Bush fire smoke, dead mutton birds and the heebeegeebees

There’s a blue Toyota Yaris with a yellow kayak on top in front of the surfmuppet coming down the hill into olde Manly towne. Should have twigged it is the Vlad meister himself on the way to Shelley beach for the Saturday morning squad swim off into the wild blue yonder.

Behind the Yaris is a motorbike which is sticking to the tail of Vlad like a limpet on a sunken World War 2 German U-Boat. Turns out this is Peter the Lawyer, also of the V squad.

Plenty of parking, paid and free, on Bower Road at 0645 – but some people insist on parking in the paying spots and a few guys are lined up sticking their credit cards into the machine as SM saunters past after parking in one of the scores of free spots 100 metres up the road. Each to their own.

Charm is waiting on the beach with others of the V squad. Greetings all around as the seal team members undress and slap on the Vaso and sunblock, check googles, yarn and slowly continue the waking up process. Jai and a few others getting into their wetsuits. Bondi John his usual chirpy self. Fearless Fi with her two doggies but she’s not swimming today – takes the mutts for a walk instead.

Deano rocks up, getting more tanned by the day and makes a quip about surfmuppet wearing a white wetsuit today? It’s the milky white skin. Fi whispers a delicious waspy counter into the ear of SM who delivers it as if it’s his own – everyone knows it’s not but it’s kinda funny anyway – “Hey, Deano, wearing a hairy wetsuit today?” – like, as in a hairy chest.

You had to be there.

It’s a beautiful morning. An orange sun gleams out of the smoke haze from the bush fires raging on the central coast. Looks like fog – but with the taste and smell of woodsmoke.

As the 7am jump off time arrives, the first of the pink hats of the Bold and the Beautiful appear around Manly Point. There’s hundreds of them in “the pink plague” as Charm daubs them. Plan is to steer north of them and regroup in the ocean in front of a ochre-ish building on the Manly seafront. Water is pleasant – somebody says it’s about 20 degrees. And off the V squad set out from Shelley.

Training ain’t what it should be lately and soon SM is quicly left behind by the lot of them. The last of them, nose-peg guy, SM tries to keep up with but the pace is too fast and the technique starts to go.

And then the heebeegeebees start.

Goes something like this. Just how big will the great white be which takes the left leg off. In the bloom of blood, will you be able to see if both legs are gone or just one. Will you be able to see the triangular teeth coming back through the blood for seconds. Once this shit starts it’s kinda hard to stop.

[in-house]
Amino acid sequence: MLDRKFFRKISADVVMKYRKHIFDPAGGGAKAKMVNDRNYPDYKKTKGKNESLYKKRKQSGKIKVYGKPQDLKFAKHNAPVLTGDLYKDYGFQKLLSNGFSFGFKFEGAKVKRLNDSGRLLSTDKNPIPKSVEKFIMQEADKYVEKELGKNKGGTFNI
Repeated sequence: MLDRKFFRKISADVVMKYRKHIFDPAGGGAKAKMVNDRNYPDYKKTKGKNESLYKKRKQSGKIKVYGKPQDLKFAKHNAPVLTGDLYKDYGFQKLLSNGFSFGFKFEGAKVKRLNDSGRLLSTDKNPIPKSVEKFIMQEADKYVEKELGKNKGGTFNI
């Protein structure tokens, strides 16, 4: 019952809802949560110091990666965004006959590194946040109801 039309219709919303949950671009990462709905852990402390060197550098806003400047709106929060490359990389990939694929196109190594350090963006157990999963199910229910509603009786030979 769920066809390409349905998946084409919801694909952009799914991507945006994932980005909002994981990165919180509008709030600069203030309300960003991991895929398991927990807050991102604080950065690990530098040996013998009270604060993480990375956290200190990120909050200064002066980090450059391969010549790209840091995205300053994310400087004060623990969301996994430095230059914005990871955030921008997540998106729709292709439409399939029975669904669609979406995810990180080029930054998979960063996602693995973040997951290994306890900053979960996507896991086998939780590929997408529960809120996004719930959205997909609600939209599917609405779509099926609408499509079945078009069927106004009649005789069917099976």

The sea is placid with a mild swell and visibility is good. Too good for a mind now firmly entrapped in the Nat Geo Channel. Beasts are lining up like punters at a cheeko roll stand at the Easter Show. Bull sharks are jostling Tigers out of the way until a gang of White Pointers push their way to the head of the queue. A Hammerhead tries to slink up the side for a chomp until a Mako lashes it away with a flick of it’s tail. Get back ya bastard!

SM does his best to tell this flotilla of phantom mangling monsters to just fuck off out of his head but it’s no good. They’ve brought an esky full of beer to wash down the saltwater barbequed flesh. By now Nose-peg guy is heading off north and the V squad has long gone at this stage, direction north towards Queenscliff and around the point to Freshwater.

SM is heading straight towards the beach in front of the building we were supposed to rendevous off. That’s it for the day. Forever. Who needs this shite on a fine Saturday morning such as this. Fling the speedos in the bin on the beach and walk naked back to Shelley to pick up the gear and head back home – take up crochet instead.

But no. Won’t be beaten by this. Pull up just short of the break and pause. Thread water and look about. Repeat several times the Vlad mantra – RELAX. The swell is bigger here and so swim slowly back out into deeper water to avoid getting clobbered by a breaking wave. Along the line of sight north towards Queenscliff, three distinct groups of surfers out to catch  the morning break.

Decide to swim to the first one. Nice easy pace. Keeping out from the sandbar to avoid getting smashed. Concentrate on technique. The rogue left arm which Vlad has been banging on about getting the elbow higher in the air in recovery, earlier entry into the water and pushing through in line with the shoulder, good solid catch engaging the lats, strong pull, rotate, complete the stroke. Start to move.